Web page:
‘In the Land of Believers’ by Gina Welch
In May 2007, deep into her time as a stealth member of Jerry Falwell’s Lynchburg, Va., congregation, Gina Welch had become unsettled about her comfort level there. The most recent alarming development: Falwell -- fundamentalist preacher, Moral Majority founder, bête noire of the American left -- had just died, and Welch, a Berkeley native and lifelong atheist, was sad about it.
Grief, however, was not the reason she stood a few days later in the crowd of mourners near the entrance to Falwell’s mega-church, a “Jesus first” pin adorning her chest. She was “undercover,” as she puts it, “posing as a church lady” to gather material for her first book.
Following the trend in hip nonfiction, Welch’s “In the Land of Believers” records something of a wacky stunt: A 20-something, Yale-educated secular Jew from California infiltrates a nerve center of the religious right, pretending to get saved and evangelizing with the faithful, all the while concealing her true identity.
For all that, Welch explains, the impetus for the project was serious. She wanted to understand, for her own edification, “what my evangelical neighbors were like as people, unfiltered and off the record, not as the subjects of interviews conducted by the ‘liberal media.’ ” To get at the truth, she writes, her subjects “needed to know the microphone was off.”
And yet, this is disingenuous, for Welch’s microphone is never off. The people she encounters are always on the record; they just don’t know it. They also don’t know her, although they think they do.
As she becomes a regular at Thomas Road Baptist Church, joins a singles group there and journeys to Alaska on a mission trip with 16 others (their goal to win 100 souls for Jesus), some of her subjects genuinely believe she is their friend. When her slumbering conscience is half-awakened by the unwavering kindness of two of those people -- a young woman she calls Alice and a pastor she calls Ray -- Welch begins to have trouble compartmentalizing her different lives.
That, in the end, provides the queasy fascination and suspense of this Judas kiss of a book: not Welch’s unsurprising discoveries about evangelicals (it turns out they’re human, even lovable) but the awareness that eventually someone -- she or one of the people she’s fooled -- will unmask her, and heartbreak will follow.
To her credit as a writer, we ache for those who’ve left themselves vulnerable to her, but Welch’s behavior throws the book off balance. Intended as a work of anthropological investigation, “In the Land of Believers” morphs into melodrama, with the author in the role of villain.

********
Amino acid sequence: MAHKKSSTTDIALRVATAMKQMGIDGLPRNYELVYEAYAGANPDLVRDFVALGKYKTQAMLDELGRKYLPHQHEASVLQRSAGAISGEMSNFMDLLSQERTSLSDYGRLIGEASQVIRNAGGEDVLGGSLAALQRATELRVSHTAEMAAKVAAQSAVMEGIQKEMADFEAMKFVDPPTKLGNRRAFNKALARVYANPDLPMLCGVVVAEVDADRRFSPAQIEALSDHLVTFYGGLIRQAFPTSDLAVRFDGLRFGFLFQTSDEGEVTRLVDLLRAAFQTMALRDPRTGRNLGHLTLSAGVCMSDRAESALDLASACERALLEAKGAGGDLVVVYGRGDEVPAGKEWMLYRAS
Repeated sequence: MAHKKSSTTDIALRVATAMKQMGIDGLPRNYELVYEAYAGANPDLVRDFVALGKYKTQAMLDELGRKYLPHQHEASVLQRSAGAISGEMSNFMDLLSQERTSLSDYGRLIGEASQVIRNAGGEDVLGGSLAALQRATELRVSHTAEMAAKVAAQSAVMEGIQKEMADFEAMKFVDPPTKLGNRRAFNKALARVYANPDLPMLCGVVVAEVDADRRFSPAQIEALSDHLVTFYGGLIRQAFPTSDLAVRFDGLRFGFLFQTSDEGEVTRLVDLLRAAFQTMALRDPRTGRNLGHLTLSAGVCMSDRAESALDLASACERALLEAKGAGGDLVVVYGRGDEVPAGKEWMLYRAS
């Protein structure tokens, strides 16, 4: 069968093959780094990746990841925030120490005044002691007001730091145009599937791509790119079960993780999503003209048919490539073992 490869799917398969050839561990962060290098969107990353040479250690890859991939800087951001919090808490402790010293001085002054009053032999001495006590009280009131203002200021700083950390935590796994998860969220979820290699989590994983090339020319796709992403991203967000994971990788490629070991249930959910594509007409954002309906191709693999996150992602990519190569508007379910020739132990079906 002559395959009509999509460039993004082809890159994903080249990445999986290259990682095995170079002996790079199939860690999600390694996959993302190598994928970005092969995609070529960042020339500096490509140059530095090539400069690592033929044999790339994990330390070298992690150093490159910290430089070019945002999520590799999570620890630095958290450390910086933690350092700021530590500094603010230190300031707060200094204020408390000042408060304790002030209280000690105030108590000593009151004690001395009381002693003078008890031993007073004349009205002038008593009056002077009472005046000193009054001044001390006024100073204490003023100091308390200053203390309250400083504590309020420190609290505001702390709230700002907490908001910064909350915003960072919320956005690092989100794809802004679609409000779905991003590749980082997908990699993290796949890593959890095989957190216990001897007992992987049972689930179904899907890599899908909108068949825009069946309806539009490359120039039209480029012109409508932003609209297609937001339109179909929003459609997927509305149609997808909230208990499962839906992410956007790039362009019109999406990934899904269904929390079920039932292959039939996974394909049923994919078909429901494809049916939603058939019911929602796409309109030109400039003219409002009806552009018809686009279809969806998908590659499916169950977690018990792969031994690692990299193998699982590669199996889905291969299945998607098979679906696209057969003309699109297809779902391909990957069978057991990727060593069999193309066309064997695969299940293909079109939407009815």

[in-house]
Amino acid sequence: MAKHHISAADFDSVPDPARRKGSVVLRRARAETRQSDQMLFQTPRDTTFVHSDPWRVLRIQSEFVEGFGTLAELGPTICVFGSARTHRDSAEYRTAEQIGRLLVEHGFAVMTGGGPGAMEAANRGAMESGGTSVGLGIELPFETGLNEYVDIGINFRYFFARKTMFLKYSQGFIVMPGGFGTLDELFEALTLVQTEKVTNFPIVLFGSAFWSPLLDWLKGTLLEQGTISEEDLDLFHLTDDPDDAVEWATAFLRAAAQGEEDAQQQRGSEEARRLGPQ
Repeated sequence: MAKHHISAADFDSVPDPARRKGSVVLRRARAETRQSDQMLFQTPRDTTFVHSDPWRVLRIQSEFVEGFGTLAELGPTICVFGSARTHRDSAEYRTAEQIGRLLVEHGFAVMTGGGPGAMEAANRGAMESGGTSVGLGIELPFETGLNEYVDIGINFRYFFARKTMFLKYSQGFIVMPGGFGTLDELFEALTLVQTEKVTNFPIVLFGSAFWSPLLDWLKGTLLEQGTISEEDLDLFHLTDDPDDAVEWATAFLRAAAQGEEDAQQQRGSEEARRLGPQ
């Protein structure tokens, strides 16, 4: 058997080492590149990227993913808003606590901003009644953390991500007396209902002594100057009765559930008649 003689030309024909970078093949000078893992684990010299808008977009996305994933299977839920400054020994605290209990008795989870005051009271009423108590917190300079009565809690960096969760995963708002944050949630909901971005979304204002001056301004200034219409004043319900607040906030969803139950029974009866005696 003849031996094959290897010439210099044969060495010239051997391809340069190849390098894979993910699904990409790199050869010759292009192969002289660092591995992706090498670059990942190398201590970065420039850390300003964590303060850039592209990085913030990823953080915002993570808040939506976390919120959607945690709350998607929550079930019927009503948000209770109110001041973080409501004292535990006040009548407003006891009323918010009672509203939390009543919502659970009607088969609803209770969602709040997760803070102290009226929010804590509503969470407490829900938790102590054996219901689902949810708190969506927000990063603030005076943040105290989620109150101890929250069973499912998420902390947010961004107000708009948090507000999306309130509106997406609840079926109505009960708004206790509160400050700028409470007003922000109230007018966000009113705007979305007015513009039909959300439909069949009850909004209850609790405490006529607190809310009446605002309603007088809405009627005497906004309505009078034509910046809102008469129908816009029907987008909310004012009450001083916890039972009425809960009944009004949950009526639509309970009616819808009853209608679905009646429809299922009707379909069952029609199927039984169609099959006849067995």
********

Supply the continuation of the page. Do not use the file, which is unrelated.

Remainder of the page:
One needn’t be a Christian, nor even believe that religion inherently merits respect, to cringe at the nonchalance with which she tramples on her subjects’ most sacred traditions.
In the 2004 movie “Saved!,” when Eva Amurri’s Jewish rebel character fakes getting saved at the mall, it’s comical. When Welch feigns the same thing one Sunday at church, it’s appalling, all the more because of her retrospective attempt at self-justification: She “didn’t yet have a deep understanding of how much it mattered to lie about this.”
Months later, as she’s about to be baptized in the pool overlooking the sanctuary, she’s put off by the “breeziness” of a church volunteer’s instructions to her. It’s impossible not to marvel: You’re calling her out for insufficient solemnity?
But worst is Welch’s betrayal of numerous individuals who don’t know they’re being studied -- some with a rather cruel eye; she is especially derisive of meticulously coiffed, heavily made-up women. Such a significant ethical transgression, a striking irony in a book intrinsically concerned with morality, is the fruit of a lie writers tell themselves sometimes: that collateral damage can’t be helped.
And yet, quite often, it can be.
One can’t help but wonder what kind of book Welch might have written had she decided against her elaborate masquerade. As Daniel Radosh points out in “Rapture Ready!,” his incisive 2008 exploration of Christian pop culture: “By definition, evangelicals engage with the culture at large.” With honesty, Welch might have earned the trust of the people at Thomas Road, or at least their cooperation.
Instead, with a youthful blend of cynicism and naïveté, she approached Falwell’s flock as if they were the enemy -- thereby setting herself up to be totally disarmed by their humanity. In this minor skirmish of the culture wars, score one for the evangelicals.
Collins-Hughes is a writer and editor in New York.
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